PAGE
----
How to manage absence in winter – weather, illness and ‘no shows’
Managing employee absence in winter can seem like an uphill struggle.
If it’s not sickness, it’s the weather, or dreaded ‘no shows’.
The cost of staff absence in winter can soar for businesses. While unexpected staff absence is always a concern, this can escalate during the cold winter months.
Staff are genuinely more prone to colds and flu at this time of year. But so is a sneaky ‘duvet day’.
Managers must handle staff winter absence properly in the interests of the business and for the well-being of their staff.
Absences can have a disproportionate effect on businesses. So it’s important you have a policy for ‘no shows’ and know how to deal with unplanned absences.
The cost of winter absence
Loss of productivity through sickness at work has long been a serious concern to employers.
It’s estimated that 118.6 million working days were lost due to sickness or injury in the UK in 2020.
And a Personnel Today 2015 sickness absence survey of 670 organisations estimated that illness costs UK employers a whopping £16 billion a year.
Minor illnesses, coughs and colds were amongst the most common reason that workers kept away from work.
While illnesses are unavoidable, managers and supervisors need to plan for employee absence in winter.
How to prepare for bad attendance
- Be clear
Managers should ensure that staff are aware of what they should do when they cannot show up for work on time.
Include your sickness or lateness policy and procedures in their induction pack; it is also a good idea to make it accessible digitally either via email or on a company intranet.
Employees are not automatically entitled to be paid if they do not turn up to work on time due to travel problems. However many employers will make allowances and not deduct pay when genuine problems occur.
- Know the law
Currently, an employee needs to give their employer a ‘fit note’ (formerly ‘sick note’) after 7 days off work.
Up to 7 days of sick leave requires only ‘self-certification’, completion by the employee of a form which the employer provides.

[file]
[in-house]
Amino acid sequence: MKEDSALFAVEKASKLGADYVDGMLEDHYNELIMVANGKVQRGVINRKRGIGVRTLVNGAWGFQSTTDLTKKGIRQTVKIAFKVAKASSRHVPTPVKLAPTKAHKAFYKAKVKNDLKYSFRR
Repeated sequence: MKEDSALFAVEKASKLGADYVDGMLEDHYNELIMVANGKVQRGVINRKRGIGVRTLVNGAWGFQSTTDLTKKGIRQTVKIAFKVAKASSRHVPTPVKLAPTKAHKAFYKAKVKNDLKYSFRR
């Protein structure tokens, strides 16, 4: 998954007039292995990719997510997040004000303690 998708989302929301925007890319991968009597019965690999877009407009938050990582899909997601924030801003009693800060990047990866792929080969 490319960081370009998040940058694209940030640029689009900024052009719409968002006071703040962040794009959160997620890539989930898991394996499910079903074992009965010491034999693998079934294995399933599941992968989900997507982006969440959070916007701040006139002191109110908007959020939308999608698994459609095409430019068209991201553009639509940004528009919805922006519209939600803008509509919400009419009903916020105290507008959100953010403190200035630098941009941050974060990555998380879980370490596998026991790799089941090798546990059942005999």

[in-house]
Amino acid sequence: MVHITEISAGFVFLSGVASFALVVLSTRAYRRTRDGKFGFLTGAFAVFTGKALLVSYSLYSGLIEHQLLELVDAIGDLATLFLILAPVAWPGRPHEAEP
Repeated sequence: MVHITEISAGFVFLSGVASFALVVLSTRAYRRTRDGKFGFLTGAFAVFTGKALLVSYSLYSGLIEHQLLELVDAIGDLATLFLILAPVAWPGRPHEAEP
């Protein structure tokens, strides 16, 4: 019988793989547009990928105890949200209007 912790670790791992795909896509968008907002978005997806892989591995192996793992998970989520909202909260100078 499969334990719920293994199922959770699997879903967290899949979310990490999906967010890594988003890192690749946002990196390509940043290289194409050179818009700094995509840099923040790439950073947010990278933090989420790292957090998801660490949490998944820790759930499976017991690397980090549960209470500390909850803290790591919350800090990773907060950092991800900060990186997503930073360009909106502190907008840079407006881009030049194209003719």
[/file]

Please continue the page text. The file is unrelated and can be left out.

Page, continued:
- Be flexible
It can be counterproductive to come down hard every time workers are occasionally late or absent due to travel woes.
So be flexible and discuss whether the employee could work from home due to travel disruptions.
It’s your chance as a manager to help improve staff morale and keep up productivity.
you also don’t want germs flying around the office if unnecessary.
- Be consistent
You must deal with all workers fairly, equally and per your firm’s policies.
ACAS reminds employers that being consistent will maintain good relations and head off complaints about favouritism or victimisation which could land you in an employment tribunal.
Have your sick pay arrangements in place
Some staff time and attendance software integrate with payroll which can streamline the process for you. These systems let you apply sick pay rates correctly and promptly.
- Plan ahead for travel
When employer and employee become aware of a forthcoming travel problem e.g. transport strike, temporary road works, then they should plan for that period.
The manager could discuss with their employee having a different flexible working pattern during that period which might also involve working from home.
Businesses in flood-risk areas can sign up to the Environment Agency for a free flooding-alert service.
- Be aware of the real-time picture
Managers and supervisors will ultimately need to know who’s in and who’s not to meet the demands of the working day.
They can consult HR staff or other managers but a more efficient way of finding out this information is having an automated time and attendance system which shows you real-time clocking in data.
You can log in from any location at any time to check that your workers are on track. In case of absences, you’ll be able to make cover arrangements to fulfil the work that needs to be done that day.
How uAttend can help keep your absence in check
Occasional employee absence in winter is part of life, but if you’re prepared businesses don’t need to suffer winter woes.
It makes good sense for employers to keep rates of sickness as low as possible. Sickness can disrupt schedules and productivity because unlike planned holidays it’s unexpected and can occur at any time.
uAttend is an automated cloud-based time and attendance system which can help you manage unplanned absences.
The clocking-in function feeds data to the system so it can report on the extent of absences and lateness so managers can review where any escalation is required.
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